The People Who Can Make or Break Obama

President Obama managed to pass his stimulus bill. It was not exactly a difficult task, considering the overwhelming Democratic majorities in both houses of Congress. But if the last few weeks are any guide, things may get considerably tougher for Obama from here on out. There are six people who are going to make life more difficult and complicated for the president. How they perform and how the president reacts will, to a large extent, determine the course of his presidency.

Tim Geithner: To say the treasury secretary has gotten off to a slow start would be a great understatement. In short, he "bombed" in his debut as the architect of the bank bailout plan. Not only did he not have a plan, but his image was that of a callow grad student and his performance uninspiring. The markets tanked and the critics carped. If the markets, other government officials, and elected politicians lose confidence in Treasury Secretary Geithner, the entire Obama financial recovery plan is in for difficult times. Any further missteps by Geithner or other senior advisers are only going to rekindle doubts about the president's own hiring skills.

Nancy Pelosi: Almost single-handedly Speaker Nancy Pelosi destroyed President Obama's image as a moderate conciliator. Her pork-a-thon spending bill dressed up as a stimulus and her decision to exclude Republicans entirely from the legislative process not only revived the Republican opposition, but needlessly sacrificed the Democrats' appeal to moderate swing voters. Now that her appetite has been whetted (and it is clear the president has no interest or ability in restraining her), there is no telling how far to the left she will leap. The danger is a series of hyper-partisan battles over "card check," health care, energy, and the like, in which the Republicans will be able to cast their opponents, including the president, as ideologically out of step.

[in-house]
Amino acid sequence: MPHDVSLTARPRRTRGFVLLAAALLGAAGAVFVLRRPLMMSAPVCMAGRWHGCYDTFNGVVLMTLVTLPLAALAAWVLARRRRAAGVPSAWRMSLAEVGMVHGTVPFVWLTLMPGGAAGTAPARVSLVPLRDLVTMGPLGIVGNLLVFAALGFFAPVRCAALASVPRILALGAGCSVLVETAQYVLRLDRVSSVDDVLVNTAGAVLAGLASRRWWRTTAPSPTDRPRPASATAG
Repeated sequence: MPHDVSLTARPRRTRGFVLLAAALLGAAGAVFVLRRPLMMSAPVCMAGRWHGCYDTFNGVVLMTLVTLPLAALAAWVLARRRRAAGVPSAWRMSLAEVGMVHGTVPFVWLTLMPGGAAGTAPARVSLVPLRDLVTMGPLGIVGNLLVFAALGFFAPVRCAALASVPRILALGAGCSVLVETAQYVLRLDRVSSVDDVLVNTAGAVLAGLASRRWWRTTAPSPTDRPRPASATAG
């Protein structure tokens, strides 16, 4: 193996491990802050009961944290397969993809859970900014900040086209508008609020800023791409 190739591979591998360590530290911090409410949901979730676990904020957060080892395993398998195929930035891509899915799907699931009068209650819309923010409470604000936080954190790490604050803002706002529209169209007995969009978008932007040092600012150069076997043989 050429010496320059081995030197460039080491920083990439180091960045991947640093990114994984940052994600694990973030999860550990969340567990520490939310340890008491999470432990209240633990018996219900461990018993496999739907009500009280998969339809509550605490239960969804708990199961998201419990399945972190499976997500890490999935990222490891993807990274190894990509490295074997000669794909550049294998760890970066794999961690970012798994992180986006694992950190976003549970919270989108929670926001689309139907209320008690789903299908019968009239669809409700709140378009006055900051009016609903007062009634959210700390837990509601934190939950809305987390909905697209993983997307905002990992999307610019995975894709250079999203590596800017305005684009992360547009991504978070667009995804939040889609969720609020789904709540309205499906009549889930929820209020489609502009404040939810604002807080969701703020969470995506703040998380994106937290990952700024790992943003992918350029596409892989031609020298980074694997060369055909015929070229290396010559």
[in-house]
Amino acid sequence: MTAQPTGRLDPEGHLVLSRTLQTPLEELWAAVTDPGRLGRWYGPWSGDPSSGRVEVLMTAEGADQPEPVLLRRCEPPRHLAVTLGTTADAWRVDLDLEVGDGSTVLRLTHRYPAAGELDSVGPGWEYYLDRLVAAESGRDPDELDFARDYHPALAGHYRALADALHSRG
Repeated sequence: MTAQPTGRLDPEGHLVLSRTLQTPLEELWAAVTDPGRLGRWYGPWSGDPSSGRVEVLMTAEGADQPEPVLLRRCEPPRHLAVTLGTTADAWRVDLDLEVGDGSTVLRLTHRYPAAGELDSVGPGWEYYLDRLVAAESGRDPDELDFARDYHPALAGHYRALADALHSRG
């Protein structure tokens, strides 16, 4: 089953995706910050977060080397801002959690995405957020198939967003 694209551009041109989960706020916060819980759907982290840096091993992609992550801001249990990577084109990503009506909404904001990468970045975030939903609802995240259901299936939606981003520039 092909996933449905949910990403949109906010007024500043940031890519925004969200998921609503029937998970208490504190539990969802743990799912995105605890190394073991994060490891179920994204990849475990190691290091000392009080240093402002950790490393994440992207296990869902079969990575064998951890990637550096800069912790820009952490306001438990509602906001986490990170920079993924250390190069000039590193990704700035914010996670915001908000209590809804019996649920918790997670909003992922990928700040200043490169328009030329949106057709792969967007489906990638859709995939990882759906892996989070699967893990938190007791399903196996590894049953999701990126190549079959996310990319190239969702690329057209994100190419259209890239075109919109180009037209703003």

Eric Cantor: The Republican whip was able to line up two successive "perfect" votes in opposition to the spending bill. Even the New York Times is touting him as a Newt Gingrich-like figure in opposition. If he is able, along with House Minority Leader Boehner (who demonstrated some theatrical flare himself) and Senate Minority Leader Mitch McConnell, to organize principled opposition to the Democrats' liberal agenda and provide a stream of alternative conservative ideas, he will have the Republicans well positioned for 2010. Moreover, the heat will be on the Blue Dog Democrats, whose willingness to sacrifice their own political viability for the sake of party loyalty will be severely tested.